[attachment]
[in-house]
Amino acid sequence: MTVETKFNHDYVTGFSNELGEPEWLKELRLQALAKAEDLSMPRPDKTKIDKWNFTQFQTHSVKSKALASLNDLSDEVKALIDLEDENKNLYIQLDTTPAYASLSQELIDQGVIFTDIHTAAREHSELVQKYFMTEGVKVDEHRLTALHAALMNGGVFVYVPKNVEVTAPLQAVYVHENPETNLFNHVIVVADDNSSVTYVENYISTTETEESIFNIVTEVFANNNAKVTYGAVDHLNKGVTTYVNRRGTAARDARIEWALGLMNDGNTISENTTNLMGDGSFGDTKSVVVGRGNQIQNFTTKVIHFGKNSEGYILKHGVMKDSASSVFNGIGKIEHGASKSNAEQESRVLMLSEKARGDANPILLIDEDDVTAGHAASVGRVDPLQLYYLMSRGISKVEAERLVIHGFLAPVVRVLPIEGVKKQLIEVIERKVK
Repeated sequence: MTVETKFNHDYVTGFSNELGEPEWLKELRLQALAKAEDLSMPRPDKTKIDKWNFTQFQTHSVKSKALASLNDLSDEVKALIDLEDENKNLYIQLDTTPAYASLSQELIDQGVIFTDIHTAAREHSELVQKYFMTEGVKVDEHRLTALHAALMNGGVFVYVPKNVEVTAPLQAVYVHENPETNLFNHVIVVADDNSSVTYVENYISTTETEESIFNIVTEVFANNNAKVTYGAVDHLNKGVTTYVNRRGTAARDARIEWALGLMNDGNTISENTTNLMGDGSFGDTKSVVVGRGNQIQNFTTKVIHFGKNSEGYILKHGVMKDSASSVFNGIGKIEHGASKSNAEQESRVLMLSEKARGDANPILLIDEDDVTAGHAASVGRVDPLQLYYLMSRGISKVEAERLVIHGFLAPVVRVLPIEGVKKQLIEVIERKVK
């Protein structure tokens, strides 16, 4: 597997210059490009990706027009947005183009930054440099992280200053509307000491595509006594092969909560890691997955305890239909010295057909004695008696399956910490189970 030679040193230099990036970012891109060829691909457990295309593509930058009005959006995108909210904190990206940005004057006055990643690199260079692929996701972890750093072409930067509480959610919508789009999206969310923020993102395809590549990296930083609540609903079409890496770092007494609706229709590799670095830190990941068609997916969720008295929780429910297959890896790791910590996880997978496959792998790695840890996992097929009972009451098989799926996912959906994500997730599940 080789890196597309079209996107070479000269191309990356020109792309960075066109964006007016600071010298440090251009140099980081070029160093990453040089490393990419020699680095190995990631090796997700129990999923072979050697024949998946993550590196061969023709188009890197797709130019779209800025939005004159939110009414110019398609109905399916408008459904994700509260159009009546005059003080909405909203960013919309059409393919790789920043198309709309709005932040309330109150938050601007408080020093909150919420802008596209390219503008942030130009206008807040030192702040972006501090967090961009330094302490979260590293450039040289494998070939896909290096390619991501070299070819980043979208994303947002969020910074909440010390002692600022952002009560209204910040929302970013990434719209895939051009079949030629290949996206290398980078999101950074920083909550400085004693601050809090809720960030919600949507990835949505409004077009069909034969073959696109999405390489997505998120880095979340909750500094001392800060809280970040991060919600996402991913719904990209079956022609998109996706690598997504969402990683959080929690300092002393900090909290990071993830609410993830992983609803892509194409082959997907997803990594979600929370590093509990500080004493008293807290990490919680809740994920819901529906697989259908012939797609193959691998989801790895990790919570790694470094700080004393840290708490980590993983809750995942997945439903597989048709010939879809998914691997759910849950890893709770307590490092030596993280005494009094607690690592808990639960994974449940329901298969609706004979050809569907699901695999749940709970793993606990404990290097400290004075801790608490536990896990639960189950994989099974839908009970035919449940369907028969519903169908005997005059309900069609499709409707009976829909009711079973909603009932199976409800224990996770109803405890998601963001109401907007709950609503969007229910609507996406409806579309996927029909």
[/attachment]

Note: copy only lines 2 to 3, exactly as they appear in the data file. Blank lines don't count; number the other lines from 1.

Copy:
Amino acid sequence: MTVETKFNHDYVTGFSNELGEPEWLKELRLQALAKAEDLSMPRPDKTKIDKWNFTQFQTHSVKSKALASLNDLSDEVKALIDLEDENKNLYIQLDTTPAYASLSQELIDQGVIFTDIHTAAREHSELVQKYFMTEGVKVDEHRLTALHAALMNGGVFVYVPKNVEVTAPLQAVYVHENPETNLFNHVIVVADDNSSVTYVENYISTTETEESIFNIVTEVFANNNAKVTYGAVDHLNKGVTTYVNRRGTAARDARIEWALGLMNDGNTISENTTNLMGDGSFGDTKSVVVGRGNQIQNFTTKVIHFGKNSEGYILKHGVMKDSASSVFNGIGKIEHGASKSNAEQESRVLMLSEKARGDANPILLIDEDDVTAGHAASVGRVDPLQLYYLMSRGISKVEAERLVIHGFLAPVVRVLPIEGVKKQLIEVIERKVK
Repeated sequence: MTVETKFNHDYVTGFSNELGEPEWLKELRLQALAKAEDLSMPRPDKTKIDKWNFTQFQTHSVKSKALASLNDLSDEVKALIDLEDENKNLYIQLDTTPAYASLSQELIDQGVIFTDIHTAAREHSELVQKYFMTEGVKVDEHRLTALHAALMNGGVFVYVPKNVEVTAPLQAVYVHENPETNLFNHVIVVADDNSSVTYVENYISTTETEESIFNIVTEVFANNNAKVTYGAVDHLNKGVTTYVNRRGTAARDARIEWALGLMNDGNTISENTTNLMGDGSFGDTKSVVVGRGNQIQNFTTKVIHFGKNSEGYILKHGVMKDSASSVFNGIGKIEHGASKSNAEQESRVLMLSEKARGDANPILLIDEDDVTAGHAASVGRVDPLQLYYLMSRGISKVEAERLVIHGFLAPVVRVLPIEGVKKQLIEVIERKVK